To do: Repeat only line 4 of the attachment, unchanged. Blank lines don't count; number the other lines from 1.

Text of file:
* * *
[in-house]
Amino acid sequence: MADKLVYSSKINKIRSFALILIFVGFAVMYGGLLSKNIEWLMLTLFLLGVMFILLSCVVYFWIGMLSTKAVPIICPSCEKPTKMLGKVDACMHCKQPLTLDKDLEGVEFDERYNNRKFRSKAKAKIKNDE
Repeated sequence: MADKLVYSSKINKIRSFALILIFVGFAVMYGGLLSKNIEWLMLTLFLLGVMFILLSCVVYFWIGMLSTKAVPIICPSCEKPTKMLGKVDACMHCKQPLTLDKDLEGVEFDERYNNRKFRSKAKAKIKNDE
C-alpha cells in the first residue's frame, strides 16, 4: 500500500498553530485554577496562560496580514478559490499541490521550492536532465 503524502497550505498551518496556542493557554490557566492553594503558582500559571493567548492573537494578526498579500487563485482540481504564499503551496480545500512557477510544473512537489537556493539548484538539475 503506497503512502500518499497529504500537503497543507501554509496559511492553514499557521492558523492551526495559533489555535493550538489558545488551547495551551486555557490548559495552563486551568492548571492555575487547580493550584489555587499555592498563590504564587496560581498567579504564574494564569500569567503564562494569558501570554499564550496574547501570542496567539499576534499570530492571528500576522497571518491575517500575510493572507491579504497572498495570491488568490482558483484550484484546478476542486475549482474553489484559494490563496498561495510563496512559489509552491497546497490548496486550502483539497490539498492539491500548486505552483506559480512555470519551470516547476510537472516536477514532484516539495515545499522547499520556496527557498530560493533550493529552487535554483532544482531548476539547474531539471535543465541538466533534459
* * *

C-alpha cells in the first residue's frame, strides 16, 4: 500500500498553530485554577496562560496580514478559490499541490521550492536532465 503524502497550505498551518496556542493557554490557566492553594503558582500559571493567548492573537494578526498579500487563485482540481504564499503551496480545500512557477510544473512537489537556493539548484538539475 503506497503512502500518499497529504500537503497543507501554509496559511492553514499557521492558523492551526495559533489555535493550538489558545488551547495551551486555557490548559495552563486551568492548571492555575487547580493550584489555587499555592498563590504564587496560581498567579504564574494564569500569567503564562494569558501570554499564550496574547501570542496567539499576534499570530492571528500576522497571518491575517500575510493572507491579504497572498495570491488568490482558483484550484484546478476542486475549482474553489484559494490563496498561495510563496512559489509552491497546497490548496486550502483539497490539498492539491500548486505552483506559480512555470519551470516547476510537472516536477514532484516539495515545499522547499520556496527557498530560493533550493529552487535554483532544482531548476539547474531539471535543465541538466533534459